Having won the stool at Monday evening’s Siwper Stomp on the Pavilion stage, and the Stomp Werin in Tŷ Gwerin last night, Gruffudd Eifion Owen added a Chair to his collection on Friday afternoon, winning in the final main ceremony of the Cardiff National Eisteddfod week.
32 year old Gruffudd Eifion Owen, wins the Chair for a poem on one or more of the traditional poetic measures, of no more than 250 lines on the theme of ‘Porth’ (Gateway or Entrance). The adjudicators were Ceri Wyn Jones, Emyr Davies and Rhys Iorwerth. Delivering the adjudication on behalf of his fellow judges, Ceri Wyn Jones said, “This year’s theme was ‘Gateway’ and among those gateways, we read about the slaves’ gateway in Calabar, the Brexit gateway in Caernarfon, the gateway in the Bay and Cardiff Castle, and the gateway to the digital world. And a few gateways that I – or my fellow judges – managed to grasp!
Turning to the work of Hal Robson-Kanu, he said, “This poem took our breath away – not because it’s refined or rich, not because it’s extremely elaborate and multi-layered – but because it is so trenchant in the way it deals with experiences which are a way of life for the digital generation. And by doing this, he studies the way in which we choose to live our lives, and that meaning – or lack of meaning – has worried poets for generations of course.
“But his greatest triumph may be the fact he has done this in such an accessible way, thanks to his fast-moving colloquial style and a wide range of keys, where brand names and swear words are as natural and common to him as strict metre poems. And as writing poetry comes so easily to him, he hits the target every time, changing his style without affecting the story.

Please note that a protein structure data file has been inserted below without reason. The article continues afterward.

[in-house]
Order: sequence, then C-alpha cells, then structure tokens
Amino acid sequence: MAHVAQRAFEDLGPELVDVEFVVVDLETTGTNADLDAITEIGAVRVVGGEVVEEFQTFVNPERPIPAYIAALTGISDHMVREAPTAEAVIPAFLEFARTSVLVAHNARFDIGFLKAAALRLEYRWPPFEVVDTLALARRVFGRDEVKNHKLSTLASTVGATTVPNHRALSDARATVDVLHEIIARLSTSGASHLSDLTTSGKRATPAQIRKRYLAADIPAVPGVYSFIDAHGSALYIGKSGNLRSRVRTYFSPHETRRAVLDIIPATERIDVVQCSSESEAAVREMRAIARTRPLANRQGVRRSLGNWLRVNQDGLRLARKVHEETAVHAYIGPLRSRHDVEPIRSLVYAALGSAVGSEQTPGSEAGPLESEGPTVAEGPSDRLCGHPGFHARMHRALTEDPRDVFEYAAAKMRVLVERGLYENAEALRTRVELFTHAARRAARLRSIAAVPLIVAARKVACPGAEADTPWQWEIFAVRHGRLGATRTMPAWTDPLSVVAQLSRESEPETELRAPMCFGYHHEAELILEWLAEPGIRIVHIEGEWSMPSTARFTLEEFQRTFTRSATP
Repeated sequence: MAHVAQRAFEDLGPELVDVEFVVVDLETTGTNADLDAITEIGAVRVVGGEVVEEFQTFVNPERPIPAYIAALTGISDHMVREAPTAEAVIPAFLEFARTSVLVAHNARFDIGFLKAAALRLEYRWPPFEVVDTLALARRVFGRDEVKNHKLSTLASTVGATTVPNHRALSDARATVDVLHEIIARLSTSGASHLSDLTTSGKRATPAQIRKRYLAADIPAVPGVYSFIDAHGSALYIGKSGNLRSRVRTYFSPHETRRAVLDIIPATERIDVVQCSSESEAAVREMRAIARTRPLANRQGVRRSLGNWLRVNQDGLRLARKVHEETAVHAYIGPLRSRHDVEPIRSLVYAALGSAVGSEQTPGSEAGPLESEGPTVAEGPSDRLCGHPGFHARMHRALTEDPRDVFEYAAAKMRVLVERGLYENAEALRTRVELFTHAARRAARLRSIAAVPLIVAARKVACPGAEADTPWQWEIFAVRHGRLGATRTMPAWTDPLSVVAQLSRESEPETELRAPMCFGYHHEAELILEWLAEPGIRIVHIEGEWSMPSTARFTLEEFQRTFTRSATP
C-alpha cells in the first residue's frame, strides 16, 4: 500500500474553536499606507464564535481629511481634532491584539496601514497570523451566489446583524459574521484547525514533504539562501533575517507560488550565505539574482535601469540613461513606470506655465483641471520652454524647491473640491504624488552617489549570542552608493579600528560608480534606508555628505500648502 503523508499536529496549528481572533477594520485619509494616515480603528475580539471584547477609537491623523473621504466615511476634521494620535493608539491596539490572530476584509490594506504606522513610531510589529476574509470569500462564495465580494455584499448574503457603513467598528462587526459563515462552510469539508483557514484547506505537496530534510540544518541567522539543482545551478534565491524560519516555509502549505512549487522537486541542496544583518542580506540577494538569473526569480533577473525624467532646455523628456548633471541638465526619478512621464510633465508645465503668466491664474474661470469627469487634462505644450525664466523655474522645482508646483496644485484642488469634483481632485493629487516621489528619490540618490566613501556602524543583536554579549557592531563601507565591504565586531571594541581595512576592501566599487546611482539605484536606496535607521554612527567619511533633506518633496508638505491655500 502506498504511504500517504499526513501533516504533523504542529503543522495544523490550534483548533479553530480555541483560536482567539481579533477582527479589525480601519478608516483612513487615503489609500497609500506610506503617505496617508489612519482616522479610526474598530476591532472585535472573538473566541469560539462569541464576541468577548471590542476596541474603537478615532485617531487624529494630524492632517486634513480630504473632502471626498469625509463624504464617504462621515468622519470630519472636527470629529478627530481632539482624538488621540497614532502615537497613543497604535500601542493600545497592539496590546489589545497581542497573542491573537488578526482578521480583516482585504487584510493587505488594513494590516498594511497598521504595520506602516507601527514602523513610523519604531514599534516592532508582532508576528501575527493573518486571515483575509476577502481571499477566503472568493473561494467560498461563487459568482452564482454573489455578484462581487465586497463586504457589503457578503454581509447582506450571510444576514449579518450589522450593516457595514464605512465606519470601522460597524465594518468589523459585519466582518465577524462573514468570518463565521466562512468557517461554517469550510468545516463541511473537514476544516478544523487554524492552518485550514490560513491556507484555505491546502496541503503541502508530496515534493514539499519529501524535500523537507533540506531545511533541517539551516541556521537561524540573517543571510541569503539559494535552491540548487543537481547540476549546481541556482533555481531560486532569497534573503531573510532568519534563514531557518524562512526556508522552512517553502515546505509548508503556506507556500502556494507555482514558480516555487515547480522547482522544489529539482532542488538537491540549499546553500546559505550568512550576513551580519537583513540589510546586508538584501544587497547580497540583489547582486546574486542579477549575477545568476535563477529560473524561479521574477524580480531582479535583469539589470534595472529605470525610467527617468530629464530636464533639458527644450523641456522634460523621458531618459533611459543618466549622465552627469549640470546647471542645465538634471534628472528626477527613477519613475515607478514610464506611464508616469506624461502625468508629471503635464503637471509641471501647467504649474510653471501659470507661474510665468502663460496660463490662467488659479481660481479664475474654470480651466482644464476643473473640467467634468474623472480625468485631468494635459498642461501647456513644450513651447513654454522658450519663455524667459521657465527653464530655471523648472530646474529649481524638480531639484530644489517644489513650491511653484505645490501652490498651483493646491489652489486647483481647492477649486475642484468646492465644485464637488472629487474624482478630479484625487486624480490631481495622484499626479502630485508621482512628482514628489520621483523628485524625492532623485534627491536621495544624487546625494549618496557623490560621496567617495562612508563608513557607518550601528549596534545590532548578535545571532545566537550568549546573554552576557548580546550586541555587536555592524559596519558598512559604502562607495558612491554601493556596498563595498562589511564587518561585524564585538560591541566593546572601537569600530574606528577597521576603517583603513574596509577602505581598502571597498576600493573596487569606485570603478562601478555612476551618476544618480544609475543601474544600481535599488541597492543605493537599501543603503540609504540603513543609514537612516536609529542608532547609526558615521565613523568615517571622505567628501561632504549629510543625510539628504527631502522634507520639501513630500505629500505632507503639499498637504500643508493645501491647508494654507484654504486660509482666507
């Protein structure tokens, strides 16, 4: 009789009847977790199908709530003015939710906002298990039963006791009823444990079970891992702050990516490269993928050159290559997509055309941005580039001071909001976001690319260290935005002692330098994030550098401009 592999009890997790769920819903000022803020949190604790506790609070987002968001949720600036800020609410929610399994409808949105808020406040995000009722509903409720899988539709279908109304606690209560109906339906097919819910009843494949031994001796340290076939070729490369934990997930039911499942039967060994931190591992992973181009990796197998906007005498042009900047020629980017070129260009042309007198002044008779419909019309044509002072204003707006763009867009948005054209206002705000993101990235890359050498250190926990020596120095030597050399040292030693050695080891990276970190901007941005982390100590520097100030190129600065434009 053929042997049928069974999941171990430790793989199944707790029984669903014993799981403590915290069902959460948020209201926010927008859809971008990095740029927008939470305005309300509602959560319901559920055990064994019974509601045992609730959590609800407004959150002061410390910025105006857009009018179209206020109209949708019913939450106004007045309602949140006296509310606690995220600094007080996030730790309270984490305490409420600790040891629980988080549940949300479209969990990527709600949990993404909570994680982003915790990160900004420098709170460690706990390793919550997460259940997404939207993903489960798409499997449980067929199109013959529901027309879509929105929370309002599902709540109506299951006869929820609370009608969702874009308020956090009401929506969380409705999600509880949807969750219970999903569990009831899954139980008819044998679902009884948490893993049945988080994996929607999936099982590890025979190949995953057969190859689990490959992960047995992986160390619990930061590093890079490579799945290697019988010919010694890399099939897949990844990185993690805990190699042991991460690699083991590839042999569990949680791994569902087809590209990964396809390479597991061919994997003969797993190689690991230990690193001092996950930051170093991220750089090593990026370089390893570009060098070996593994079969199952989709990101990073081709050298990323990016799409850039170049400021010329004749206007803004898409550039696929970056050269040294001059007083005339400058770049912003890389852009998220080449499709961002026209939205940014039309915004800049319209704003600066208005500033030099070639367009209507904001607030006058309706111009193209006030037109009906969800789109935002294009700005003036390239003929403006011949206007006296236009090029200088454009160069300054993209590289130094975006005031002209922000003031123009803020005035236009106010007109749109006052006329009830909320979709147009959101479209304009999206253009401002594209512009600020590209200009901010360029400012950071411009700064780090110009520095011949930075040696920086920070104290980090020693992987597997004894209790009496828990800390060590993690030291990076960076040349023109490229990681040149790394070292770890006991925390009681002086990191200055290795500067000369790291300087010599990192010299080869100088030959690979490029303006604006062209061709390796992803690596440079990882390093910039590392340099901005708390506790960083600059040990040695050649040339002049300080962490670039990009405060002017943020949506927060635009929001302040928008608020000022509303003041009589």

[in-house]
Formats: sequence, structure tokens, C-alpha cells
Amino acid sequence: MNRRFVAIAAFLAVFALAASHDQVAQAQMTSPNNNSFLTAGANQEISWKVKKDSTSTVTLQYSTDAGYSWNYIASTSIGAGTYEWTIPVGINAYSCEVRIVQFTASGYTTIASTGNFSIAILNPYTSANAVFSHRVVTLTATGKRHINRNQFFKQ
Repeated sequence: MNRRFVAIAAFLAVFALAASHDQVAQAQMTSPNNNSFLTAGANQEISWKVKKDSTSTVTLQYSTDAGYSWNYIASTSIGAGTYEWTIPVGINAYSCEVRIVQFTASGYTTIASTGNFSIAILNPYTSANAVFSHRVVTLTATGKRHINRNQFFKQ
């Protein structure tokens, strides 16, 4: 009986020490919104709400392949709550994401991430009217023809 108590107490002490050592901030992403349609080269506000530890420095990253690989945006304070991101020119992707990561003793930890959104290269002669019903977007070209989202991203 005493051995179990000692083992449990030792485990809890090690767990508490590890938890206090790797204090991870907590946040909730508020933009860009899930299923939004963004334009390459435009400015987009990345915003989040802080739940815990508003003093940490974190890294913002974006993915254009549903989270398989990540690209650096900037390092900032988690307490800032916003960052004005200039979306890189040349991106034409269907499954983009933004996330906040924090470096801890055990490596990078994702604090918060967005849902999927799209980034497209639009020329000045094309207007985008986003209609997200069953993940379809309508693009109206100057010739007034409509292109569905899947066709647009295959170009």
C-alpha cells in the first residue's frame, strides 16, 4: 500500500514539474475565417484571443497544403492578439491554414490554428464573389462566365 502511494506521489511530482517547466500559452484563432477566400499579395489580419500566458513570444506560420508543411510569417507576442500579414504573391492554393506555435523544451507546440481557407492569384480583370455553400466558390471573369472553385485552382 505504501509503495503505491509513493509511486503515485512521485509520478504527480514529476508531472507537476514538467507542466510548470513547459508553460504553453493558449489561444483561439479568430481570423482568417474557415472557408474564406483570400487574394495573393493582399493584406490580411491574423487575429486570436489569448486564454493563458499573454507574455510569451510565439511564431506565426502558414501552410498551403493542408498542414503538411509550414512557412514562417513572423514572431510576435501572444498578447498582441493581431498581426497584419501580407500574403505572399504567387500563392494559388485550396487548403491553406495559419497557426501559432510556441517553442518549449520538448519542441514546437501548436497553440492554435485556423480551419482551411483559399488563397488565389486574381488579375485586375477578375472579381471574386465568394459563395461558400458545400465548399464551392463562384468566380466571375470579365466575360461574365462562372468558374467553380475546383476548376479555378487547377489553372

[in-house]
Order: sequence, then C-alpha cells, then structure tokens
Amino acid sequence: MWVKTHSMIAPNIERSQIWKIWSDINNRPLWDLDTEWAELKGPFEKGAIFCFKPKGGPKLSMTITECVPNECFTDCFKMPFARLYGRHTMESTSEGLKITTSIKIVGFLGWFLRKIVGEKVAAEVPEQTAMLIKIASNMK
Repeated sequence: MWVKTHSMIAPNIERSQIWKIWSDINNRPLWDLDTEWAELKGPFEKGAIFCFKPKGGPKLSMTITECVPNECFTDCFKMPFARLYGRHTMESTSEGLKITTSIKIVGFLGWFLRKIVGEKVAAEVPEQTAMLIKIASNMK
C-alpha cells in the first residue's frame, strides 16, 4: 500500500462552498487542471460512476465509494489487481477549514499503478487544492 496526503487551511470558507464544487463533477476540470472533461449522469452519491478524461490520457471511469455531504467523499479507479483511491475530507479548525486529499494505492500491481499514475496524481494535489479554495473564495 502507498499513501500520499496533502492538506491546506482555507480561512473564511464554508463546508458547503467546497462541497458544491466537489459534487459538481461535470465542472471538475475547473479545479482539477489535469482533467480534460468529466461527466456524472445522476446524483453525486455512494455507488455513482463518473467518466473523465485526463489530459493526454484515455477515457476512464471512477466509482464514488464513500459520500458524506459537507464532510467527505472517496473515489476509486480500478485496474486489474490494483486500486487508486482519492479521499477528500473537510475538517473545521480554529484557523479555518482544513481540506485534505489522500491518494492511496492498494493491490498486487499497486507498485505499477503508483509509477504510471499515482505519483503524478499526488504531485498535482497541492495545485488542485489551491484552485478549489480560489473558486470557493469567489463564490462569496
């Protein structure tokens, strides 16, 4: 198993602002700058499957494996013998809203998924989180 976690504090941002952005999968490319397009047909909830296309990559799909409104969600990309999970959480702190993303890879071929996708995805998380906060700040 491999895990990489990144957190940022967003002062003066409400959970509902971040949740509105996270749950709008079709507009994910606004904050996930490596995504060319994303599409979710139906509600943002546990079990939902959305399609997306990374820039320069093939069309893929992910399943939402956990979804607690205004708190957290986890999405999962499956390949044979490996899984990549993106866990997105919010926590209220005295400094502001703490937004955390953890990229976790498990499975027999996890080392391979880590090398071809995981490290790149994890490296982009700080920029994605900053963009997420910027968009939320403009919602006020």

“This year’s competition was very close, with gŵr dienw’s poem also excellent, according to Ceri Wyn Jones, “Gŵr dienw has the intelligence, the orientation and the poetic achievements – but, according to Rhys Iorwerth, Hal Robson-Kanu ‘appeals most to my emotions and makes me think about the meaning of our modern lives’. If gŵr dienw’s work is sure to excite those readers who are fans of the eisteddfod ‘awdl’, then Hal Robson-Kanu’s work has the potential to excite readers who have never read – or enjoyed – an eisteddfod ‘awdl’ before.
“But it was not those things which sealed it this year. The truth is that that one of these two amazing poems thrilled us more than the other. And on the basis of that thrill, the three of us, independently of each other are in total agreement, that this year’s Chair should be presented to Hal Robson, Hal Robson-Kanu.”
Originally from Pwllheli, Gruffudd attended cynganeddu lessons with Ifan Prys and Meirion MacIntyre Huws as a teenager. This is the first time he has competed for the National Eisteddfod, but not the first time he has been honoured on the stage at the Donald Gordon Theatre, having won the Drama Medal at the Urdd Eisteddfod in Cardiff in 2009.